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Trees for Water, Harda, Madhya Pradesh, India

In association with The Prince Albert II of Monaco Foundation

The river Narmada, also known as the lifeline of the Indian state of Madhya Pradesh, is a source of water for the state as well as is home to diverse flora and fauna that thrives on the banks of the river. The project aims to fortify the Narmada river ecosystem and is spread across the banks of the tributaries--Ajnal, Sukhni and Bakud of the river. A total of 50, 000 trees will be planted with the participation of the communities that inhabit the villages around the project site.

Research has shown that trees play an important role in maintaining healthy riparian ecosystems. The trees planted along the banks of rivers and streams help regulate the temperature of the water during summer months thereby ensuring the well-being and survival of the aquatic flora and fauna. Tree canopies that line river banks reduce runoff caused due to rain, trap sediment and prevent soil erosion which decreases the occurrence of floods. The trees also act as a natural filtration system that intercepts pollutants that are most likely carried into rivers due to runoff from rainwater.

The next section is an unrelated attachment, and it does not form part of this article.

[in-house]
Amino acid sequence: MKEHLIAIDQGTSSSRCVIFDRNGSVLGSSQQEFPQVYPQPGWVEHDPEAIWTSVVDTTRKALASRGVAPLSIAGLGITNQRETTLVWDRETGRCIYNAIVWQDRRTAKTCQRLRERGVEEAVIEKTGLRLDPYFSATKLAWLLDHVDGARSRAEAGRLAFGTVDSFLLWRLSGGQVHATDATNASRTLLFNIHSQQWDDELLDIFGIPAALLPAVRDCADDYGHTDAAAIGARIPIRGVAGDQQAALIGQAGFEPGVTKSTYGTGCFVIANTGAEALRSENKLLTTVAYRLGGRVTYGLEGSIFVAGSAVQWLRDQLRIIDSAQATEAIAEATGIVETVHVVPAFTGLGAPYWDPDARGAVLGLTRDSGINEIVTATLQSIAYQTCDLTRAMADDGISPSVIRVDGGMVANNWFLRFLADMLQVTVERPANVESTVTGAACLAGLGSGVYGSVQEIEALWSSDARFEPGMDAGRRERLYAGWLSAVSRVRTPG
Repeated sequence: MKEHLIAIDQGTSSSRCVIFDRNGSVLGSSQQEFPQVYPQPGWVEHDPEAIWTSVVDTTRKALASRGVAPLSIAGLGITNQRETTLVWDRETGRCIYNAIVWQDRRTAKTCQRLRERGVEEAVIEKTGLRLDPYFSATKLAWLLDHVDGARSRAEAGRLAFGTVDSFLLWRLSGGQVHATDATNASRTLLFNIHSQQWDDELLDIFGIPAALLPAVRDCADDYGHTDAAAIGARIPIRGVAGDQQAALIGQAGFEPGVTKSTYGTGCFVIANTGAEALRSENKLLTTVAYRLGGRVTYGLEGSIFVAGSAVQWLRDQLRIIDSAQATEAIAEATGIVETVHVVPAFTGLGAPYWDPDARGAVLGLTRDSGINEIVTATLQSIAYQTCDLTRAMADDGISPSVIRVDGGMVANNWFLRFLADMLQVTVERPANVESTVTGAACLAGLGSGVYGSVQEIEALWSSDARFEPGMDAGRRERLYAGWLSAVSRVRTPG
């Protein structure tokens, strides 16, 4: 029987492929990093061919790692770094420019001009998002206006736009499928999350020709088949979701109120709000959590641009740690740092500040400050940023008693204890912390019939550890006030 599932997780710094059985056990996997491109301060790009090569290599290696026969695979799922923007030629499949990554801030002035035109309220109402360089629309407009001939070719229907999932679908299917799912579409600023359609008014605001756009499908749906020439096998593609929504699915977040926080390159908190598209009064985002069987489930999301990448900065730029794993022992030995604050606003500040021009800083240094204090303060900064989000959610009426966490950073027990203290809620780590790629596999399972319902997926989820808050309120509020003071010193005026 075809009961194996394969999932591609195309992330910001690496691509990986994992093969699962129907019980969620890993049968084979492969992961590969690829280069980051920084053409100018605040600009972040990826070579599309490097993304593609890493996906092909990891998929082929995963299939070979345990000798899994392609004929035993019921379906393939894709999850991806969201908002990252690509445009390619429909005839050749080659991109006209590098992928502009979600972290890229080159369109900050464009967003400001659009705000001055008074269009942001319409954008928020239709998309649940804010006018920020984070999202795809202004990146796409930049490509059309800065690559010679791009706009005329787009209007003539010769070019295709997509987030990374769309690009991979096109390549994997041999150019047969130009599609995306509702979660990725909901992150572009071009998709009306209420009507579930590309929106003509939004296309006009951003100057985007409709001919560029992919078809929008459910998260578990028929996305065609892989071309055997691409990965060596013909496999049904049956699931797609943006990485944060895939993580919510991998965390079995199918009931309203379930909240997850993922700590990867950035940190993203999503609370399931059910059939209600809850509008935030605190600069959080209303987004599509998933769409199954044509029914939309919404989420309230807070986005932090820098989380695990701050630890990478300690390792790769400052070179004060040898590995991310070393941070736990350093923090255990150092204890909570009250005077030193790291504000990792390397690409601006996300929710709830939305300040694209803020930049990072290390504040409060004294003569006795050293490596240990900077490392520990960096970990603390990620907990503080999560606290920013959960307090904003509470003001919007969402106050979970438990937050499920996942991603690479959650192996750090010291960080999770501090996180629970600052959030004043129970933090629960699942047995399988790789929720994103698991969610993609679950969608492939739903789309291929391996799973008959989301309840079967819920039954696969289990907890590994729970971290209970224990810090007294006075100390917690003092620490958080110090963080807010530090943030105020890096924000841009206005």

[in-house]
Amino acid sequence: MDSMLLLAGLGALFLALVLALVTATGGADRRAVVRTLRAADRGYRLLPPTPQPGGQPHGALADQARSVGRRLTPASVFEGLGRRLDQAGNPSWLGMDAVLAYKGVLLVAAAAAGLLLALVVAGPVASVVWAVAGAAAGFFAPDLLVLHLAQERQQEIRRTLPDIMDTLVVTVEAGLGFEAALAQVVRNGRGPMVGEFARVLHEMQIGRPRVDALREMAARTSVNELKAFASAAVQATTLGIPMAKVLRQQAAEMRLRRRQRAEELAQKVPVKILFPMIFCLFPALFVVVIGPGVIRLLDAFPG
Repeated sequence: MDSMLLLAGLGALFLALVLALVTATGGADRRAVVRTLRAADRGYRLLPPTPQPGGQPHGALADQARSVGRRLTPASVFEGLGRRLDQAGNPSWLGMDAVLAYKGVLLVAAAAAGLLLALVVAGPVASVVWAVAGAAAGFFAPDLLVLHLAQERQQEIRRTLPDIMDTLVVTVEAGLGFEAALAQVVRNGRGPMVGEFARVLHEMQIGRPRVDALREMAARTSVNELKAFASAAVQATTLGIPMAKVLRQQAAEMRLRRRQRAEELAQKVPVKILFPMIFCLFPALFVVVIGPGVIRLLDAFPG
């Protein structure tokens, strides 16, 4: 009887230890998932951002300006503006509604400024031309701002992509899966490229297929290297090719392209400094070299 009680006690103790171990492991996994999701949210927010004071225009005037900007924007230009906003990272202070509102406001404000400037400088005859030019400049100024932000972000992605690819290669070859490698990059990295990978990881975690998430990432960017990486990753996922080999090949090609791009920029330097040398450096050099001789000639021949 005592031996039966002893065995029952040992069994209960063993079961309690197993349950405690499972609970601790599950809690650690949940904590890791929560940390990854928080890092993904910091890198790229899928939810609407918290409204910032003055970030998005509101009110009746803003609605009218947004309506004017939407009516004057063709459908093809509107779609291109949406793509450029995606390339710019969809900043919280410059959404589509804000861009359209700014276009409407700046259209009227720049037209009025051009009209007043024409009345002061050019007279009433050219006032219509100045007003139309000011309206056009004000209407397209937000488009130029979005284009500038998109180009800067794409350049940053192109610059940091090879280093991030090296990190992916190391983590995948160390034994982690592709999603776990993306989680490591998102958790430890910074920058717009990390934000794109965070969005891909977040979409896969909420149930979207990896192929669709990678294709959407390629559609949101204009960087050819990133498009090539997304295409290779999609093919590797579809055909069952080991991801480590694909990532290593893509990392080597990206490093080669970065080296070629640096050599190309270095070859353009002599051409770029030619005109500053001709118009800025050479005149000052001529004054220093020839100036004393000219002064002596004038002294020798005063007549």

Studies have found that the leaves from trees that accumulate on river banks are a source of nutrition for insects which in turn are consumed by rivers birds, fish and bats.

The plantation activity for this project will generate an income for the rural communities in the short term. The tree species planted here are teak and bamboo, both of which have a high capacity for carbon sequestration. On maturity, these trees will help offset 1 million kgs of carbon dioxide annually from the atmosphere.



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